Saaremaa Ukrainian war refugees accommodation to be made more permanent

Sõmera Home complex on Saaremaa earlier on this year.
Sõmera Home complex on Saaremaa earlier on this year. Source: ERR

A facility on the island of Saaremaa will soon offer long-term accommodation to refugees from Ukraine, ETV news show 'Aktuaalne kaamera' (AK) reported Tuesday.

The complex in Sõmera, run by the private-sector welfare services (Hoolekandeteenus) concern, has already been home to around a quarter of the 600 refugees currently residing on Saaremaa, but only on a temporary basis.

The facility will now offer up to 150 places on a long-term basis, AK reported.

Karl Mänd, property director at AS Hoolekandeteenus said: "We have signed a lease agreement with the Social Insurance Board for the use of these buildings, and from the proceeds of this agreement we will be conducting refurbishments."

"We are currently dividing these buildings as much as possible, so that apartment-like living units are created, where every person or every family can be comfortable and private and carry out their hygiene activities normally. sleep and cook for yourself," Mänd went on.

"We have agreed on a plan whereby the local government is ready to provide social services and educational services for 150 war refugees in Sõmera. The rest [of the facility] will be used as a transit zone, as temporary accommodation. This means that the people who arrive here will be here for a short time."

The refurbishment, which will lead to each unit being equipped with proper beds, cookers and refrigerators, will cost over €60,000.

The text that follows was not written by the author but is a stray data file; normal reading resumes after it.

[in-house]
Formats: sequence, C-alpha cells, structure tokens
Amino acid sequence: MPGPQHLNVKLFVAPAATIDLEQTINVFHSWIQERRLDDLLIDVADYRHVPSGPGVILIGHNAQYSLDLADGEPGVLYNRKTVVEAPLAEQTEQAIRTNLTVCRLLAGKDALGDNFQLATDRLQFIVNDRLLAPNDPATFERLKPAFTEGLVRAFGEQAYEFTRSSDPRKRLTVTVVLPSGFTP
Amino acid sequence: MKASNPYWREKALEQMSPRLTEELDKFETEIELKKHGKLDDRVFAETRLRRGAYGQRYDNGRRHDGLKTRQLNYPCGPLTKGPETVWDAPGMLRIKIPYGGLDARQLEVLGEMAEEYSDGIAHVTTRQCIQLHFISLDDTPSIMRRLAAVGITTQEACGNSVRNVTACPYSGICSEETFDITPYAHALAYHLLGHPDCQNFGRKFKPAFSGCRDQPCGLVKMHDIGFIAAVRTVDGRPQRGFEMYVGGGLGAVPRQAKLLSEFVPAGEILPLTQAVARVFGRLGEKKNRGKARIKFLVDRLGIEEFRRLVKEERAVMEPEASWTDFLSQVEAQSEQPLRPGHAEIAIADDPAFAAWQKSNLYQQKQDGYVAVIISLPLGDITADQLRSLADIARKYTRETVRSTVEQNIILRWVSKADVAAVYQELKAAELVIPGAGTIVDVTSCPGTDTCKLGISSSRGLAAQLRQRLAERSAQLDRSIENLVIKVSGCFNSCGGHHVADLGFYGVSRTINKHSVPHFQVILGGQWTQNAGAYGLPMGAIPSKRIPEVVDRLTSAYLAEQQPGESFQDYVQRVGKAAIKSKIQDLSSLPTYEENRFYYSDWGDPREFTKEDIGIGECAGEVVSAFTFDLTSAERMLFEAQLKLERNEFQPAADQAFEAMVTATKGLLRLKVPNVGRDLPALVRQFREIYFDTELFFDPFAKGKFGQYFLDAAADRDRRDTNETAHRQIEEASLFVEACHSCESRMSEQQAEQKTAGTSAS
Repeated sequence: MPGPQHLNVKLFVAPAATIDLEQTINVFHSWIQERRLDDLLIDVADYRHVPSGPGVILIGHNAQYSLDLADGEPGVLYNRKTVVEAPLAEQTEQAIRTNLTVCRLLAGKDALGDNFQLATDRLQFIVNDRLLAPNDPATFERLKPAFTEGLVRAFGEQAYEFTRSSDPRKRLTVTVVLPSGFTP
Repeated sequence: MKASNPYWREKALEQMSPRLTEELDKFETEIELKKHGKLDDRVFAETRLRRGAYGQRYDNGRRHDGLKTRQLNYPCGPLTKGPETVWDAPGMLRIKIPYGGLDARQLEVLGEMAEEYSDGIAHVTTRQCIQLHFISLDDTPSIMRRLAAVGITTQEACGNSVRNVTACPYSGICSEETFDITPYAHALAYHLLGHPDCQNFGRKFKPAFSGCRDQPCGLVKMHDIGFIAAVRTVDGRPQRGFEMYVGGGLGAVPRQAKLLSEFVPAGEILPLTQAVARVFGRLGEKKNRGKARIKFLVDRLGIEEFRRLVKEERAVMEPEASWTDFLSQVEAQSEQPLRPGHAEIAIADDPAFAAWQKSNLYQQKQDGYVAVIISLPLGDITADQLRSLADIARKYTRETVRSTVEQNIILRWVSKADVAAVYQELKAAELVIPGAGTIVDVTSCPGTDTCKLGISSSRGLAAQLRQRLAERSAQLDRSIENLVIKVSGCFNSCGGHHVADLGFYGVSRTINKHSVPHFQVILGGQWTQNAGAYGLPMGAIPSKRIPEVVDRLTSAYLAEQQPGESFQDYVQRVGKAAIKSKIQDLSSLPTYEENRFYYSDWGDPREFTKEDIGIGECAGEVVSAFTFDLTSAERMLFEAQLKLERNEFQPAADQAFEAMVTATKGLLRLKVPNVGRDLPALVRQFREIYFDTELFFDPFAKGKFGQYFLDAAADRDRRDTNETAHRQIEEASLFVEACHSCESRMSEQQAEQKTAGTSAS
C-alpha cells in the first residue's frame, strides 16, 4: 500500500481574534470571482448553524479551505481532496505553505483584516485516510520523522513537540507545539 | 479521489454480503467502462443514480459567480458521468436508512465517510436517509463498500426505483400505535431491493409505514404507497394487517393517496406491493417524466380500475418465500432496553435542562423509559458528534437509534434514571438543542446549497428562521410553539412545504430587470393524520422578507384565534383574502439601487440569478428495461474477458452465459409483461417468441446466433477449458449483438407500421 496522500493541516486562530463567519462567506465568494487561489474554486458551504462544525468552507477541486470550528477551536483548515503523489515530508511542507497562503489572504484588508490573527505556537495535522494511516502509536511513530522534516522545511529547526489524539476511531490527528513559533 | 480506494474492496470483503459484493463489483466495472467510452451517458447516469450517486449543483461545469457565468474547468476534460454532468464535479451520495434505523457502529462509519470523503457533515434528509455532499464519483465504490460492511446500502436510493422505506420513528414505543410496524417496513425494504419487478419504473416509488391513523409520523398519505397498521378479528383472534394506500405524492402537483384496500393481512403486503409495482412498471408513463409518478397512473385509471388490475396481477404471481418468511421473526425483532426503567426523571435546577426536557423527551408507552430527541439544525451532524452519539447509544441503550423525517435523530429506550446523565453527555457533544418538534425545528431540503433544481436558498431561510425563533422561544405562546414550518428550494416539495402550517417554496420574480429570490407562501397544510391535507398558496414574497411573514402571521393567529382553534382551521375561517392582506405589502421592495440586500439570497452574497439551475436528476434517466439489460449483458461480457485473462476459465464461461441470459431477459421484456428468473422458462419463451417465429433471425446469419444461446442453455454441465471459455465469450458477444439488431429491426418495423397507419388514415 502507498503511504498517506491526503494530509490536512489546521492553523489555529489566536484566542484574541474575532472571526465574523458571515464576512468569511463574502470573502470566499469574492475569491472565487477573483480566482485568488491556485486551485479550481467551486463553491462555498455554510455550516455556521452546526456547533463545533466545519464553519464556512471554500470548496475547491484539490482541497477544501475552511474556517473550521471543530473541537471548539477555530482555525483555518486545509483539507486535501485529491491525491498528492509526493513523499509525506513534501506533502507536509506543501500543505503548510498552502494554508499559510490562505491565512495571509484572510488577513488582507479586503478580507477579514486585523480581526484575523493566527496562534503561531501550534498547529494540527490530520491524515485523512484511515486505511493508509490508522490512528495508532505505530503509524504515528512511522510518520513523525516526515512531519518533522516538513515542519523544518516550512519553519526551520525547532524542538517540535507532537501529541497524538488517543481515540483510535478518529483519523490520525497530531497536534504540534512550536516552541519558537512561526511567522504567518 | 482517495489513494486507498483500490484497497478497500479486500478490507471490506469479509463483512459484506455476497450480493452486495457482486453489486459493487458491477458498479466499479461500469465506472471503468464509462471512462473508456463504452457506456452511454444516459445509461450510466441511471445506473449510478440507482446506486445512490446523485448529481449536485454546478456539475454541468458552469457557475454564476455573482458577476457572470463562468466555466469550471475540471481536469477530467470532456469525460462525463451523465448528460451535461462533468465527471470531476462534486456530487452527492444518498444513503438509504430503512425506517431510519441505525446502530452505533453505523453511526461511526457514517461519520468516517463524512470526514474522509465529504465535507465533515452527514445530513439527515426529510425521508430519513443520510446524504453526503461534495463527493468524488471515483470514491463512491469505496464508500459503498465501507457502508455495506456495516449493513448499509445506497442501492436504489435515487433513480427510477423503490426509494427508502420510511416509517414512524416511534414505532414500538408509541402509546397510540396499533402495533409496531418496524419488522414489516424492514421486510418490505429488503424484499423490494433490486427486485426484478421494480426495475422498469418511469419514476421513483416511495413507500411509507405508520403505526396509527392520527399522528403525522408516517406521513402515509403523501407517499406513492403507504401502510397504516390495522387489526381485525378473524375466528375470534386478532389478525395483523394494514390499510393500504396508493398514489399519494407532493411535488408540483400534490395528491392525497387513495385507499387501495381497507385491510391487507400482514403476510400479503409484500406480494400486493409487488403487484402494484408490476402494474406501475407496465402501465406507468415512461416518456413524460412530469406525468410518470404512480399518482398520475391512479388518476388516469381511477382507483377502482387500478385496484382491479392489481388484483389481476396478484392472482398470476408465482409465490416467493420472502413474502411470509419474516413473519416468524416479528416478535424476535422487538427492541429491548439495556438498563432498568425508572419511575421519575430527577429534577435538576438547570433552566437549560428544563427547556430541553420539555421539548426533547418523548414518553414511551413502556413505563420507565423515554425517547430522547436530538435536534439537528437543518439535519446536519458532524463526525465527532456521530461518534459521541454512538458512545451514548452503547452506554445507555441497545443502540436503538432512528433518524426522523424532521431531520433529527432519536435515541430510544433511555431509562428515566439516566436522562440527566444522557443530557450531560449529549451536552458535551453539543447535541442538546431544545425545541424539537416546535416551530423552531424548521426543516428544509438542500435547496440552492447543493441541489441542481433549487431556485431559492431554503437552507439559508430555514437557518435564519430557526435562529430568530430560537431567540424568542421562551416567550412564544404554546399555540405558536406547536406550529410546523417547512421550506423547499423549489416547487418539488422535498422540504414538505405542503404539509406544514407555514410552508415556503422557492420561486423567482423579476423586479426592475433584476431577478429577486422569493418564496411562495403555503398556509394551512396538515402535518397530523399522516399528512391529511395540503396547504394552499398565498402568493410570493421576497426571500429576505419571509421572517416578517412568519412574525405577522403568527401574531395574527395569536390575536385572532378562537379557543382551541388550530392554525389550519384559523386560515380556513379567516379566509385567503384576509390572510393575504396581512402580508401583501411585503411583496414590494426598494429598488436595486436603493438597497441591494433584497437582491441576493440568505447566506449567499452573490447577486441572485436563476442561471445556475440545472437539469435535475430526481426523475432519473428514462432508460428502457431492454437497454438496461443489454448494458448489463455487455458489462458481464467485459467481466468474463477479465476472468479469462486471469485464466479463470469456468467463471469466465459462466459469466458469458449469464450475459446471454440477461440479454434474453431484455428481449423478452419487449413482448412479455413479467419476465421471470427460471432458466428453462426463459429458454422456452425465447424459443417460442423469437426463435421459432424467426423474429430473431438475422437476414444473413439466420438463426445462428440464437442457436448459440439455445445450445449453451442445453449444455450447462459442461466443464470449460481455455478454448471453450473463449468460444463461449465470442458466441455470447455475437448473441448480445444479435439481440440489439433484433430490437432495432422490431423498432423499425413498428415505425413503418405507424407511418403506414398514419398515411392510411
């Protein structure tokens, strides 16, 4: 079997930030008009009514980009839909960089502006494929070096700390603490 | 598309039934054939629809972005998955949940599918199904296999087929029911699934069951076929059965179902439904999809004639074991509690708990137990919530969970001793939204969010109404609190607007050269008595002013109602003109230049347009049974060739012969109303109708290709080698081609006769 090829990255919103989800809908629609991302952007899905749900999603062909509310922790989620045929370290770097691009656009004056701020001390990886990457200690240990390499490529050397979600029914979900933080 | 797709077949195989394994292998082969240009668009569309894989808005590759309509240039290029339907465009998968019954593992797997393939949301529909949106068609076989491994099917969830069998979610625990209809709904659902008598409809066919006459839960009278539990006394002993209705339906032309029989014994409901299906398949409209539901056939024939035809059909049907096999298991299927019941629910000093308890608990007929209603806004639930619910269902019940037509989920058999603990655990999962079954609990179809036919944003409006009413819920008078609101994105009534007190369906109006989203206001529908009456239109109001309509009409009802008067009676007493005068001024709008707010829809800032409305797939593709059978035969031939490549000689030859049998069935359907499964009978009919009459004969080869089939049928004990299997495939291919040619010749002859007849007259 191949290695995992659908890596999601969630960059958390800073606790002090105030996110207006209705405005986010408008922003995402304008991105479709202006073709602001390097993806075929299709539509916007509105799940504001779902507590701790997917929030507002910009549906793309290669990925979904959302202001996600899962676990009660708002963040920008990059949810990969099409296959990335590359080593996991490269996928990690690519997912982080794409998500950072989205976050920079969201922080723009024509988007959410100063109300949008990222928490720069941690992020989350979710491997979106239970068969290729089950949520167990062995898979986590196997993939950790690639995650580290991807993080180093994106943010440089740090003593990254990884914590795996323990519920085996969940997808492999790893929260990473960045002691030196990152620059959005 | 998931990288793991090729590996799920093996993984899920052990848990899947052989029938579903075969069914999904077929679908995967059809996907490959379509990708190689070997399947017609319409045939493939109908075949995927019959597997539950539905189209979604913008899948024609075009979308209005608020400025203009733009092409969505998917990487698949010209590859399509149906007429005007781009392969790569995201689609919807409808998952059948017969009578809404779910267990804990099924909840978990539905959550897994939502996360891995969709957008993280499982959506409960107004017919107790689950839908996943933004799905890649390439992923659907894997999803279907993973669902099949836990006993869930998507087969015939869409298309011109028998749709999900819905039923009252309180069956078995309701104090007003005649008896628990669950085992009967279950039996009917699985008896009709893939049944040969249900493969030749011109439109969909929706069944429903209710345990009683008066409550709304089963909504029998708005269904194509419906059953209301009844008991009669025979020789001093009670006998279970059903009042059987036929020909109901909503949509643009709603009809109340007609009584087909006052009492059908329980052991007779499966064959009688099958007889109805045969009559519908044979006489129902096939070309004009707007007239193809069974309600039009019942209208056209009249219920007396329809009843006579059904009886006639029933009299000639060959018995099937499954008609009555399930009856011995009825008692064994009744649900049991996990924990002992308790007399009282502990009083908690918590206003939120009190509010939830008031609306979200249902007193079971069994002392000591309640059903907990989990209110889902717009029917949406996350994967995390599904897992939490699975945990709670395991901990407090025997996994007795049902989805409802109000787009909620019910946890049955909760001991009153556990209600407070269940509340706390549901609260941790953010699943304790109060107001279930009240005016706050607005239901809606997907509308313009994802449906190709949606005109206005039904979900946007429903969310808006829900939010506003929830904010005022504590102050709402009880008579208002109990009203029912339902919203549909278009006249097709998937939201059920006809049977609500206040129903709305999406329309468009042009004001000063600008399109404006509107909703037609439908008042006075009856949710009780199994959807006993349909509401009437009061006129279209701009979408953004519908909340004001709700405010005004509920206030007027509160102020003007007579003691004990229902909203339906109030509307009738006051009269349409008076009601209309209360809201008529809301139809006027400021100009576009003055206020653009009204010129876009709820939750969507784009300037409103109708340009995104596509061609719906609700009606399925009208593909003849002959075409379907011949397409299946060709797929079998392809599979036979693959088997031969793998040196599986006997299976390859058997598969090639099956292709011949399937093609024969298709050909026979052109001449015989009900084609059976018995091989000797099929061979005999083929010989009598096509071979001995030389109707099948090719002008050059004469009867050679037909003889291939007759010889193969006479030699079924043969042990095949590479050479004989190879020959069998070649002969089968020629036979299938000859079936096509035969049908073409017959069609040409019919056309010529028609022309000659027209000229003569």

Many people who had fled the war in Ukraine and stayed on the island did so on a temporary basis and often then find work or accommodation on the mainland, Gunnar Havi, the municipality's crisis advisor, said.

On the other hand, since longer-term accommodation is allocated by the municipality, it has led to short-term guests finding themselves with more security.

One guest, Svetlana, told AK that she had until now been unaware of news that she would not now be having to move out of the temporary accommodation, where she lives with her husband and two children. The shared apartment, which has already been renovated, will soon become their longer-term home.

"We have nowhere to look and nowhere else to go," said Svetlana, who fled the fighting in Mariupol with her family, told AK.

Since nearly 90 percent of Ukrainian refugees have found employment on Saaremaa, more stability in living arrangements is also to be welcomed, AK reported.

The welfare services have thus shelved earlier plans to sell off the complex.


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Editor: Andrew Whyte

Source: Aktuaalne kaamera

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